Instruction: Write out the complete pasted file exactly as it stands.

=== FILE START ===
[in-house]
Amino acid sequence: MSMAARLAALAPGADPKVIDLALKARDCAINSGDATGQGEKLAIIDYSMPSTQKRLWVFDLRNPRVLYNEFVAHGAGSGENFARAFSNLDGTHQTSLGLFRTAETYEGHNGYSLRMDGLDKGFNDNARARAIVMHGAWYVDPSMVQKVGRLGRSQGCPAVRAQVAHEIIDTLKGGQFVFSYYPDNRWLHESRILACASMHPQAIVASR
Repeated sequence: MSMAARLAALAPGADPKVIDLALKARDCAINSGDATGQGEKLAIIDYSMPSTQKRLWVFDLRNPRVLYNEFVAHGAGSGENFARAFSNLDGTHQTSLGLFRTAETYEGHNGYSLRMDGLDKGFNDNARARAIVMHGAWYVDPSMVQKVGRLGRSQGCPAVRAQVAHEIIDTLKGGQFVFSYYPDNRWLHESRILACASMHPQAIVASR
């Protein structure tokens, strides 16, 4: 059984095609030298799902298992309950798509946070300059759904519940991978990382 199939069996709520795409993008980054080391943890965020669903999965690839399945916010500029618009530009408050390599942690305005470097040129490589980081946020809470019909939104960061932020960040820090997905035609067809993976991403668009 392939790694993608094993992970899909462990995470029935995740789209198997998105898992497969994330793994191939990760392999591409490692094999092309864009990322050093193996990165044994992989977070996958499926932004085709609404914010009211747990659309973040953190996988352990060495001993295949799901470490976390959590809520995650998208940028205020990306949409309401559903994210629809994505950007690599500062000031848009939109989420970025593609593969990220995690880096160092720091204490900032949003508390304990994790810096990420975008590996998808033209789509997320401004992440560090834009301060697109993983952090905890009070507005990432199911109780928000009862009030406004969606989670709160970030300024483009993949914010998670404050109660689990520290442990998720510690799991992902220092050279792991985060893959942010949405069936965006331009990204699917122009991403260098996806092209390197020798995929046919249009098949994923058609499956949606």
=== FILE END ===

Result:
[in-house]
Amino acid sequence: MSMAARLAALAPGADPKVIDLALKARDCAINSGDATGQGEKLAIIDYSMPSTQKRLWVFDLRNPRVLYNEFVAHGAGSGENFARAFSNLDGTHQTSLGLFRTAETYEGHNGYSLRMDGLDKGFNDNARARAIVMHGAWYVDPSMVQKVGRLGRSQGCPAVRAQVAHEIIDTLKGGQFVFSYYPDNRWLHESRILACASMHPQAIVASR
Repeated sequence: MSMAARLAALAPGADPKVIDLALKARDCAINSGDATGQGEKLAIIDYSMPSTQKRLWVFDLRNPRVLYNEFVAHGAGSGENFARAFSNLDGTHQTSLGLFRTAETYEGHNGYSLRMDGLDKGFNDNARARAIVMHGAWYVDPSMVQKVGRLGRSQGCPAVRAQVAHEIIDTLKGGQFVFSYYPDNRWLHESRILACASMHPQAIVASR
């Protein structure tokens, strides 16, 4: 059984095609030298799902298992309950798509946070300059759904519940991978990382 199939069996709520795409993008980054080391943890965020669903999965690839399945916010500029618009530009408050390599942690305005470097040129490589980081946020809470019909939104960061932020960040820090997905035609067809993976991403668009 392939790694993608094993992970899909462990995470029935995740789209198997998105898992497969994330793994191939990760392999591409490692094999092309864009990322050093193996990165044994992989977070996958499926932004085709609404914010009211747990659309973040953190996988352990060495001993295949799901470490976390959590809520995650998208940028205020990306949409309401559903994210629809994505950007690599500062000031848009939109989420970025593609593969990220995690880096160092720091204490900032949003508390304990994790810096990420975008590996998808033209789509997320401004992440560090834009301060697109993983952090905890009070507005990432199911109780928000009862009030406004969606989670709160970030300024483009993949914010998670404050109660689990520290442990998720510690799991992902220092050279792991985060893959942010949405069936965006331009990204699917122009991403260098996806092209390197020798995929046919249009098949994923058609499956949606």